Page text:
The Corner

Kagan to the Right of Scalia?

Dan, when the words Glenn and Greenwald appear at the beginning of a post, that’s usually enough to get me to stop reading. Because it was you, I pressed ahead. But I don’t get this: “Kagan is widely respected by both sides, and has views on separation of powers / national security issues that put her, believe it or not, to the right of Antonin Scalia in many ways.”

Which issues are you talking about? Justice Scalia dissented in Hamdi (2004) because he thought the detention of an American citizen as an enemy combatant violated the Suspension Clause (i.e., Congress had not suspended the writ of habeas corpus). That decision did not defer to the executive, but there’s a good argument that it was to the right of where the Court came out (because it was more faithful to the Constitution) and that it was strong on separation-of-powers (because the Court had previously held that only Congress can authorize this form of detention by suspending the writ). It’s possible that a Justice Kagan would have voted with Justice Breyer to uphold the detention, but it’s also possible that she’d have voted with Justice Ginsburg (in dissent) to invalidate it (that’s where I’d put my money). In any event, the fact that, as the government’s lawyer, Kagan has argued in favor of detention merely means she is exploiting this precedent on behalf of her current client, not that she would not undo it if she were a justice.

Scalia, moreover, has strongly supported the detention of alien enemy combatants and the denial to them of such American constitutional rights as habeas corpus — a position rejected by the Court’s four-member liberal bloc plus its wild-card, Justice Kennedy. There’s no question in my mind that a Justice Kagan would vote with the libs? Do you have reason to think otherwise?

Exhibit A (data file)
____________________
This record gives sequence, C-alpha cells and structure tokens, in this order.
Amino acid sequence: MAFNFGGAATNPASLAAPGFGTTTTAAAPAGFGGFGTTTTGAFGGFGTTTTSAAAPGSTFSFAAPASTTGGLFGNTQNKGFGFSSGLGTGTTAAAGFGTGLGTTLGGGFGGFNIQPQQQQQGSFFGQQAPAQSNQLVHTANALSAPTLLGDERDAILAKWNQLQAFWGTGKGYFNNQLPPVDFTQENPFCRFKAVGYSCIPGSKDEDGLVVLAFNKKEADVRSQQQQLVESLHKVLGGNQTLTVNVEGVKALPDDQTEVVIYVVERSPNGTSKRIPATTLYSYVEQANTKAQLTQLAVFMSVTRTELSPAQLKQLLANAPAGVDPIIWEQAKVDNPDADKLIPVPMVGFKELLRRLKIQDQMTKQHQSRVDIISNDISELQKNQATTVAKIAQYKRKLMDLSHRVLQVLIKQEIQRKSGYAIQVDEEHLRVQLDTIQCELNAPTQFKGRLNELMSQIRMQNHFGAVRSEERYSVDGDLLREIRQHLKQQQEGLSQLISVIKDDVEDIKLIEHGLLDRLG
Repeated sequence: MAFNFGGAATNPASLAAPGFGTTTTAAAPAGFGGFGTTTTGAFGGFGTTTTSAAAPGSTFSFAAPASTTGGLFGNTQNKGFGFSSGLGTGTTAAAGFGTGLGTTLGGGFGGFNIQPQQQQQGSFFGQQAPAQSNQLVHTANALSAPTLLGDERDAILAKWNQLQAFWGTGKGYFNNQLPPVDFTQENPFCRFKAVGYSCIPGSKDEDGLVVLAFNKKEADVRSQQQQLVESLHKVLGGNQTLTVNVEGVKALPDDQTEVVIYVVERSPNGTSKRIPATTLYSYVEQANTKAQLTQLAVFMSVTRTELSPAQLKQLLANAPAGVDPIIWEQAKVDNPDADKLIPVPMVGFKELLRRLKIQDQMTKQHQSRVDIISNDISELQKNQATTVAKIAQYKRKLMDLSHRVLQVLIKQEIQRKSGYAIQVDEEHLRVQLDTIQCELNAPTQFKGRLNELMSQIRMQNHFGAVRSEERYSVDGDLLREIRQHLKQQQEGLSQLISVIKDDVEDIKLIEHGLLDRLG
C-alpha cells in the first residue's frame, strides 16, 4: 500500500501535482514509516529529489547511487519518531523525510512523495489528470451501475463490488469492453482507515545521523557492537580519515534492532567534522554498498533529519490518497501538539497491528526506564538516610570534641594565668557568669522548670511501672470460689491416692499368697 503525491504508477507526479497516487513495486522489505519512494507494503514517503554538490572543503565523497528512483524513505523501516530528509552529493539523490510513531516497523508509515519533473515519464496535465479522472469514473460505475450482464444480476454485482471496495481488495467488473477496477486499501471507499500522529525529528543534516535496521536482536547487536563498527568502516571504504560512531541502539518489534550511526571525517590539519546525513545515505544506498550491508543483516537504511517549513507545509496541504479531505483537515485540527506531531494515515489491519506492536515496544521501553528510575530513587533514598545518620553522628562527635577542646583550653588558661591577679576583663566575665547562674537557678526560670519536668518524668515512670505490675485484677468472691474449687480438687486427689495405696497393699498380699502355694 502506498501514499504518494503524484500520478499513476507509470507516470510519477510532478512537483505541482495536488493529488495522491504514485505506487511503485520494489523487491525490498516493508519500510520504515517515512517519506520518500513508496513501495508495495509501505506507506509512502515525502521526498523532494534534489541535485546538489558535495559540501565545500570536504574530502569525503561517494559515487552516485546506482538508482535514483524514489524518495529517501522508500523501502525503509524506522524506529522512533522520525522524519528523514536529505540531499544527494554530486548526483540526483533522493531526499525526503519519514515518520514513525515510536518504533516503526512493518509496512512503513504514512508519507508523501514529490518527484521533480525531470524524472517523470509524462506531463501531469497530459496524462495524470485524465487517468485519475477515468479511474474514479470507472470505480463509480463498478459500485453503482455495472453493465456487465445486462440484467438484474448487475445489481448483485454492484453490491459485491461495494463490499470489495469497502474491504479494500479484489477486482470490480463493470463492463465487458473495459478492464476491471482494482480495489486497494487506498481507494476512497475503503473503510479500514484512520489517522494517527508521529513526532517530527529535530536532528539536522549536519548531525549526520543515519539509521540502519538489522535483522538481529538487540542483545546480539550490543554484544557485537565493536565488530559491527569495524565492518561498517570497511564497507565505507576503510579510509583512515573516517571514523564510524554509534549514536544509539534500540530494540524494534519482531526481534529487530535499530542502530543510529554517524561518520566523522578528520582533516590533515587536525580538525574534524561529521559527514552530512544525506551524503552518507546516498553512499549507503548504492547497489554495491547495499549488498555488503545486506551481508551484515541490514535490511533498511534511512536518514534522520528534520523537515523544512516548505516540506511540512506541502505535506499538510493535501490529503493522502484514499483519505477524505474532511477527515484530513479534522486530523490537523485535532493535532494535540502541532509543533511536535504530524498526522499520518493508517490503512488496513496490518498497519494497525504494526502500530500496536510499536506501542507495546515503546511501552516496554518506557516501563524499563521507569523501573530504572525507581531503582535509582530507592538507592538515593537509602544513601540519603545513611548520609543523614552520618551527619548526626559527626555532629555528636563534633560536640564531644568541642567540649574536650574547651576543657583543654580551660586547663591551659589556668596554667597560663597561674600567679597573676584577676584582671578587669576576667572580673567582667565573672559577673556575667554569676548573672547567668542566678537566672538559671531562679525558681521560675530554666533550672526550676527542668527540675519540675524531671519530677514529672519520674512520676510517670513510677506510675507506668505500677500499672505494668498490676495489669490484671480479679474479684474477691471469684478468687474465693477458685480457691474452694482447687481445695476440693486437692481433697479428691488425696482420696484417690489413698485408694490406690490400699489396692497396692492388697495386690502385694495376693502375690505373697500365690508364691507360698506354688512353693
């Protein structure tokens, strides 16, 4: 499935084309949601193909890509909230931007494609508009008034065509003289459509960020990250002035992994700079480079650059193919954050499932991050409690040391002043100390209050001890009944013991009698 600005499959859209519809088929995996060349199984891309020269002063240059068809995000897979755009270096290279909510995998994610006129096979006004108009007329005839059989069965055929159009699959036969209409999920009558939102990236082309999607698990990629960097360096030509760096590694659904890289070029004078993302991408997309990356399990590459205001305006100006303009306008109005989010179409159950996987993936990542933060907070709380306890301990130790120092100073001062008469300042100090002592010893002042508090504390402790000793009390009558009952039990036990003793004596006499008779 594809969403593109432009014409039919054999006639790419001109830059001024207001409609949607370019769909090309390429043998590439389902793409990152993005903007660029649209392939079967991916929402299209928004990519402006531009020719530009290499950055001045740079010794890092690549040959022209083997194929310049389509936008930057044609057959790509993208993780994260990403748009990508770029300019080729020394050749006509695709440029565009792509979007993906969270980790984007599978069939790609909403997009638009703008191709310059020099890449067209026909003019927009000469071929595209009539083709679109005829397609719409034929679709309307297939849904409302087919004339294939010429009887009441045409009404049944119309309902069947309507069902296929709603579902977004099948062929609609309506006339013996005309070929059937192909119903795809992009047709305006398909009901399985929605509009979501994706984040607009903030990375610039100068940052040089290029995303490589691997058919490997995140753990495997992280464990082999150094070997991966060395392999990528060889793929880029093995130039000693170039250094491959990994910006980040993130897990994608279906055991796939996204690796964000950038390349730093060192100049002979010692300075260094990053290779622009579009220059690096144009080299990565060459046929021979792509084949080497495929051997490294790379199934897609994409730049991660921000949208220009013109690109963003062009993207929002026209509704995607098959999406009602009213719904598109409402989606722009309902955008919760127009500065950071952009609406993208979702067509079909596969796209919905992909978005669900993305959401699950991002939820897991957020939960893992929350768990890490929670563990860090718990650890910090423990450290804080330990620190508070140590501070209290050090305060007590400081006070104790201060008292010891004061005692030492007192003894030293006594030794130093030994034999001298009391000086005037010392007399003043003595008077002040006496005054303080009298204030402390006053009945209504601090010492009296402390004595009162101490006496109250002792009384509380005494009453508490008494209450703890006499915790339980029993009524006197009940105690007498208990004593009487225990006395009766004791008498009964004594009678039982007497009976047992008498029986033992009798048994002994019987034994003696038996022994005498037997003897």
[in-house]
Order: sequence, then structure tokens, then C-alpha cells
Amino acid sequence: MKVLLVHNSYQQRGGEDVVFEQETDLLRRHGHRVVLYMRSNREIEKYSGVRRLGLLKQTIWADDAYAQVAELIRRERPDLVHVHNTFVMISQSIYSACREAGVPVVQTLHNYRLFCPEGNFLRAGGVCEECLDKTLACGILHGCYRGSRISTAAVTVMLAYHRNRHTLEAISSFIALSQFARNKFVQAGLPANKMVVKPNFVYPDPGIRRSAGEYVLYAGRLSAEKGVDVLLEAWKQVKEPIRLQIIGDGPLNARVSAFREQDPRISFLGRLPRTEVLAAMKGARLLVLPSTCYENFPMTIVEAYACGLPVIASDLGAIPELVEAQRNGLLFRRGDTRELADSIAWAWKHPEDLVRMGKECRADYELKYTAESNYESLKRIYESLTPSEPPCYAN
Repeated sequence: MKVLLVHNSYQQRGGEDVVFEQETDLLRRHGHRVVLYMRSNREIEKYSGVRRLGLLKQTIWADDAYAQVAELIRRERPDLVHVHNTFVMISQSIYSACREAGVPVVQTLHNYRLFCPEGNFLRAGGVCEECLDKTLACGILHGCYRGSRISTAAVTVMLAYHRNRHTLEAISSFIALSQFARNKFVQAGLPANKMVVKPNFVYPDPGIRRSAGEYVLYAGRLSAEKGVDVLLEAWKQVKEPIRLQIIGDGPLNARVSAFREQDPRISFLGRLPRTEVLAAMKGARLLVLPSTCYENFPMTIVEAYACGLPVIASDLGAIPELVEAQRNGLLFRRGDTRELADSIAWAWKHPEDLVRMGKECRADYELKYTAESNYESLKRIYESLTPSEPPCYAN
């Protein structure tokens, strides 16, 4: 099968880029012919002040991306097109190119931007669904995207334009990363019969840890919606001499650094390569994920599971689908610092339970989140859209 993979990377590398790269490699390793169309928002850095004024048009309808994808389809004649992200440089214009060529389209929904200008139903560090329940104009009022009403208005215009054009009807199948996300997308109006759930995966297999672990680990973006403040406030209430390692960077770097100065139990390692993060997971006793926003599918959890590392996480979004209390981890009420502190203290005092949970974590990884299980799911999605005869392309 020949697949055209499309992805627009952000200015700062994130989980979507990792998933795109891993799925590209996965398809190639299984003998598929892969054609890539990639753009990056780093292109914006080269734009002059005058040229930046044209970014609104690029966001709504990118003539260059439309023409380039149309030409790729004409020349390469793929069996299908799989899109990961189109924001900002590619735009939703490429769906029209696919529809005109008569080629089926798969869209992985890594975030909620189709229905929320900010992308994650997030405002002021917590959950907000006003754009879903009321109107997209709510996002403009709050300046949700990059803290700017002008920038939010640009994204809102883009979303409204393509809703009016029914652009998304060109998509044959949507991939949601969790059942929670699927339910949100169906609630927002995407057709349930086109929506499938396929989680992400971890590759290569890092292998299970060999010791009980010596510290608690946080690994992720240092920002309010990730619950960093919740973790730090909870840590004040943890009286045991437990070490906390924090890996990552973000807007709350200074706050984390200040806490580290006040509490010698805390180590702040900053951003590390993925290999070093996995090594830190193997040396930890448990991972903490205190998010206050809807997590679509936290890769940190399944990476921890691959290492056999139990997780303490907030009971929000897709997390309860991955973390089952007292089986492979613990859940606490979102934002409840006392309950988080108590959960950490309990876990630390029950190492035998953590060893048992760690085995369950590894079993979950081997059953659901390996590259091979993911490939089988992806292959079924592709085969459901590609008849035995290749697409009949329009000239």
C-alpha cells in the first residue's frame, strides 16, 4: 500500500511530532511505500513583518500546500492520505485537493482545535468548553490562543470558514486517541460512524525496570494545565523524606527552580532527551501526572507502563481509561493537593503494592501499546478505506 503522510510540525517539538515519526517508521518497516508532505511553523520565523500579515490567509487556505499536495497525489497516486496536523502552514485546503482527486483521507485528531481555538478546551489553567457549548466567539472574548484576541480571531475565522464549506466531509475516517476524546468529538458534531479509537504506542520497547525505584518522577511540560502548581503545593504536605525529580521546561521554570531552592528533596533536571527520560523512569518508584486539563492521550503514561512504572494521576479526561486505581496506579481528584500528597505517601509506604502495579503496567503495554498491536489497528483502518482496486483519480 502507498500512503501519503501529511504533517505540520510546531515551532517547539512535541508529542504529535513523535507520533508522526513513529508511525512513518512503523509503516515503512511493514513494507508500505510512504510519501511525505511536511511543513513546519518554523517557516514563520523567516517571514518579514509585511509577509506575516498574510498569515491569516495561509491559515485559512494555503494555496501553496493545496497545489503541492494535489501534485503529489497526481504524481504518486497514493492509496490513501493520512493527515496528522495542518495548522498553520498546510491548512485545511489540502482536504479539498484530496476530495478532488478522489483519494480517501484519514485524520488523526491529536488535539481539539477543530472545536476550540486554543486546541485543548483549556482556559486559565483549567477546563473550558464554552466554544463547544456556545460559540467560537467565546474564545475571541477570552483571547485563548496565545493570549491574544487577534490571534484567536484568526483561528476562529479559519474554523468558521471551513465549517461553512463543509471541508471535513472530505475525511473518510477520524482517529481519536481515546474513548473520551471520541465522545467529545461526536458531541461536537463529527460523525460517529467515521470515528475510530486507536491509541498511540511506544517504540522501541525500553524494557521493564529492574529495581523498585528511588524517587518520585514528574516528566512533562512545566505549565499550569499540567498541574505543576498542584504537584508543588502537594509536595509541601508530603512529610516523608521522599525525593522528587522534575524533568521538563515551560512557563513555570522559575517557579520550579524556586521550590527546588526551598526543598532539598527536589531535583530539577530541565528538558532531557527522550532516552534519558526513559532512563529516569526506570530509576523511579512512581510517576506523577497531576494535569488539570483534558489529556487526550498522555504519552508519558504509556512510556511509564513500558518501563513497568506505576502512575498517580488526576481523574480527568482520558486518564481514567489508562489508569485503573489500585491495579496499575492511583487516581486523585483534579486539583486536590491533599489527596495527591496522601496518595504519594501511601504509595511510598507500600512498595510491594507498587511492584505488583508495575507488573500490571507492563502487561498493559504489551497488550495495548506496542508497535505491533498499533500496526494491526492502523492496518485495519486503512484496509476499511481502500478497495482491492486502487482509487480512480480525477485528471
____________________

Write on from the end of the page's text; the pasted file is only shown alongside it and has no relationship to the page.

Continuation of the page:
Finally, Scalia strenuously dissented in Boumediene (2008), in which the libs plus Kennedy radically changed the Court’s jurisprudence on separation-of-powers. Scalia, furthermore, is the author of the classic dissent in Morrison v. Olson (1988), which is about as strong an argument as has ever been made for separation-of-powers and the idivisibility of executive authority. Do you really think Kagan is close to the position Scalia stakes out in Morrison (in which he was the lone dissenter) … let alone to his right?

In any event, I’d commend to readers Ed Whelan’s excellent post on the pro-executive and pro-security positions Kagan as taken as SG. Ed describes her stances in the cases he discusses as “sensible.” That’s fair, but it’s not in Scalia’s league. And I’d caution, again, that the fact that Kagan argued precedents that supported her client’s case hardly means she wouldn’t change those precedents if she no longer had a client to worry about.

It’s also worth distinguishing “respect” and “approbation.” You’re right:  Kagan is widely respected. I respect her … but I wouldn’t vote to confirm her. As Ed points out, 31 Republicans voted against her for SG — and now we’re talking about a lifetime appointment for someone who is young enough that she’d be a force on the Court for the next 30-plus years.


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